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Author's profile photo Carlos Roggan

Using Job Scheduler in SAP Cloud Platform [12]: Multi Tenancy (5): Approuter

This blog post shows how to use approuter and Jobscheduler in a multitenant scenario.

This blog post is part of a series that intends to show in an easy step-by-step way how to use the SAP Job Scheduling Service (Jobscheduler) running on SAP Business Technology Platform (aka SAP Cloud Platform).
In the current sub-series of the series, we’re trying to shed some light into the dark multi tenant space of multi confusancy.

Quicklinks:
Intro Blog
Sample Code

Content

0. Intro
1. Create MT application
2. Run the scenario
Appendix Sample code

0. Intro

Today we’re adding the Application Router to our sample application.
Today’s scenario represents use case 3, where the job creation is done under the hood and the endpoints are not tenant-specific.
Prerequisite for such scenario: user must login to the application, such that we can read the tenant-info from JWT token.
In the previous tutorial, we used hardcoded user/password, in order to fetch a user-token via resource-owner OAuth flow.
Today we can remove that workaround, we use approuter instead, which takes care to display a proper login screen.
And we learn how approuter supports multitenancy

As usual, the sample is as minimalistic as possible:
No real user interface.
Our approuter defines only one route.
We skip the createjob-endpoint.
Usually, we would call the createjob-endpoint from the UI-layer and use a route in approuter.
However, we leave this scenario for the next tutorial.

Again, today’s tutorial is a follow-up of previous blog posts and we only explain some new details.

1. Create Multitenant Application

Today we need chapter for project creation, because we need additional files for approuter.

1.0. Create Project

In our project, we’re actually creating 2 applications, our mutete app and the (standalone) approuter.
We create the following files and folders:

C:\mutete
config-saasreg.json
manifest.yml
xs-security.json

C:\mutete\app
package.json
server.js

C:\mutete\approuter
package.json
xs-app.json

The full code can be found in the Appendix section.
For your convenience, I give you a screenshot of my project:

1.1. Approuter

In case you’ve never used an approuter, you can go through this blog post for beginners.

The typical setup would be:
A webapplication has an index.html file and more resources.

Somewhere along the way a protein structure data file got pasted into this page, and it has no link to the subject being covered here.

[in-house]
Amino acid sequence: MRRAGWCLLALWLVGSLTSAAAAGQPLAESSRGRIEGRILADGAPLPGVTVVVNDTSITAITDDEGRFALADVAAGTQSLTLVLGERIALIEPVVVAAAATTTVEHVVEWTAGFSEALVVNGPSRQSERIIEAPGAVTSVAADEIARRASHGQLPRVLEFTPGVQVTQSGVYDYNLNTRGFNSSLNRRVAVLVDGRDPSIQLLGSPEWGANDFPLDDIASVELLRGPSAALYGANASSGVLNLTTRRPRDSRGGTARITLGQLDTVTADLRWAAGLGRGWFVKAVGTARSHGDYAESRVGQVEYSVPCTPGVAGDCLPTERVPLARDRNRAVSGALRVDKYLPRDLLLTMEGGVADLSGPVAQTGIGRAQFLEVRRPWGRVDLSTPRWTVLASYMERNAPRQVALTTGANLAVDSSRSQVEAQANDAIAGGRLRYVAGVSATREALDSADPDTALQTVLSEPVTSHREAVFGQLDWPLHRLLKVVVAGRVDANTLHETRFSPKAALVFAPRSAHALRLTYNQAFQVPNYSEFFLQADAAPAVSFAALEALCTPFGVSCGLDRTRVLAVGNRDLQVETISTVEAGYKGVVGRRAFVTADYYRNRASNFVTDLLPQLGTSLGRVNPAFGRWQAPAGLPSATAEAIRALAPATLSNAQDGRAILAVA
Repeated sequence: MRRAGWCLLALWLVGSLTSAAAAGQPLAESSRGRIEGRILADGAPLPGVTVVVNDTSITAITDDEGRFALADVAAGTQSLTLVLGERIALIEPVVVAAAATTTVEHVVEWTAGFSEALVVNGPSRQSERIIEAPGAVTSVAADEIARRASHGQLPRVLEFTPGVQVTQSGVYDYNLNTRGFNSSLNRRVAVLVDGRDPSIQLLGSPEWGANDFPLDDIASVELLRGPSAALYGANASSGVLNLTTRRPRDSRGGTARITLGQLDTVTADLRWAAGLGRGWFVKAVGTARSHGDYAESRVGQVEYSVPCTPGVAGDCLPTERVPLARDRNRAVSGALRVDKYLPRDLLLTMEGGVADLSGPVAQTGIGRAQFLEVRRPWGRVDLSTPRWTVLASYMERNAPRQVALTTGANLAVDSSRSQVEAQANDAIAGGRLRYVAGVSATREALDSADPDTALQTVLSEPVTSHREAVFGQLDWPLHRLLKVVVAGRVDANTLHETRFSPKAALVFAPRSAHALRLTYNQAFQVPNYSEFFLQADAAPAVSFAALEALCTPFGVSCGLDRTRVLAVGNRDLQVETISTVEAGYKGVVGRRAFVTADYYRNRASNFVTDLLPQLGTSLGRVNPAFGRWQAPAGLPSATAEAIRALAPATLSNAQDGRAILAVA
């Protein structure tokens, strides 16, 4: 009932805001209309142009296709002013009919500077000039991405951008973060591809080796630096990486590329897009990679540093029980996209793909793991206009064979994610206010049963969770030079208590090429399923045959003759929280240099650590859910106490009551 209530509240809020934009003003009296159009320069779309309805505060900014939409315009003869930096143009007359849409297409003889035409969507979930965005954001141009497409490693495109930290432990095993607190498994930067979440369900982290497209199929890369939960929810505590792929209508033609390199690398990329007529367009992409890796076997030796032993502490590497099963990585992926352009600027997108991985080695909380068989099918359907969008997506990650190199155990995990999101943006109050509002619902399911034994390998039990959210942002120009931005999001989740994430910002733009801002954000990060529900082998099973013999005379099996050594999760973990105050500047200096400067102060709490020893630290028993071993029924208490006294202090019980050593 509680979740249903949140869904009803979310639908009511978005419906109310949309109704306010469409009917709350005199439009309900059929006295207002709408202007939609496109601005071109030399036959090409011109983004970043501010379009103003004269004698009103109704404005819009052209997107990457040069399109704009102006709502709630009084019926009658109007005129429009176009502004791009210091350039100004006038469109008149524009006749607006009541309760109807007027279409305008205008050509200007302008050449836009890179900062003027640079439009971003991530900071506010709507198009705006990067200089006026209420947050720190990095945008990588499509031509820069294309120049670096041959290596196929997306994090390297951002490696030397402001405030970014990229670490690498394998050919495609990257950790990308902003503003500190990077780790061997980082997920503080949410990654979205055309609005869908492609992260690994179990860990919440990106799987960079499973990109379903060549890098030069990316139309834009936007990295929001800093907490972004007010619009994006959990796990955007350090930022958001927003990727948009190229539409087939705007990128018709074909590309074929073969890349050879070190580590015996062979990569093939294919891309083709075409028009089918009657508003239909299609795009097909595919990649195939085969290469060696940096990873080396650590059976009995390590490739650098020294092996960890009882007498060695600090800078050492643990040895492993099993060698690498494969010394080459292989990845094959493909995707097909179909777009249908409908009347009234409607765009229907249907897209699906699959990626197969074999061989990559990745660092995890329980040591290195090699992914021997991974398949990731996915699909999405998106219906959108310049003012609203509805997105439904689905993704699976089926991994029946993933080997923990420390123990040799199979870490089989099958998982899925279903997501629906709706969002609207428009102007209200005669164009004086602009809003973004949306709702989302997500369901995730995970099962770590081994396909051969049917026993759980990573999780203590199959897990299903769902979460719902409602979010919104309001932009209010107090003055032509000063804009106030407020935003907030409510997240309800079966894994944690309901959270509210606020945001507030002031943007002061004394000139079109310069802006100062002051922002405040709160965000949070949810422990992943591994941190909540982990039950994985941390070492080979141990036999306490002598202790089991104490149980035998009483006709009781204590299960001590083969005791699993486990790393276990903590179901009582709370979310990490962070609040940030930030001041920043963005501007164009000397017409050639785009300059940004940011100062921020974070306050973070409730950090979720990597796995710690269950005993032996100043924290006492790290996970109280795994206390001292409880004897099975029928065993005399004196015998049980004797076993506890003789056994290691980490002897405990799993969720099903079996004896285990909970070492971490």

These are stored in a resource folder.
To protect the app and to handle OAuth flows, an approuter definition is embedded into the app folder.
The webapp is then accessed through the approuter URL which does the login and routes the user to the index.html file.

However, today we want to keep our project as simple as possible.
Therefore we skip the webapp.
We access our MT app through approuter-URL, but it routes to our minimalistic “homepage”, the main entry endpoint which we already know.
And this is the only route which we define.
Furthermore, we don’t define a route to /action endpoint.
The /createjob endpoint is completely removed.

Why?
I believe:
less routes, less configuration, less code -> less confusion.

Next tutorial will be more complete and for today we can use the excuse:
anyways we wanted to hide the job creation from the user.
So now the user doesn’t see how the job is generated, because we automatically generate it when the homepage is loaded.
Doesn’t make sense, I know.

manifest.yml

Let’s have a look at the manifest file:

applications:
  - name: mutete
    . . .
    services:
      - muteteXsuaa
      - muteteSaasreg
      - myJobschedulerInstance
  - name: muteteapprouter
    routes:
    - route: muteteapprouter.cfapps.sap.hana.ondemand.com
    - route: jobschedulertest-muteteapprouter.cfapps.sap.hana.ondemand.com
    . . .
    env:
      destinations: >
        [
          {
            "name":"destination_mutete",
            "url":"https://mutete.cfapps.sap.hana.ondemand.com/app",
            "forwardAuthToken": true
          }
        ]
      TENANT_HOST_PATTERN: "^(.*)-muteteapprouter.cfapps.sap.hana.ondemand.com"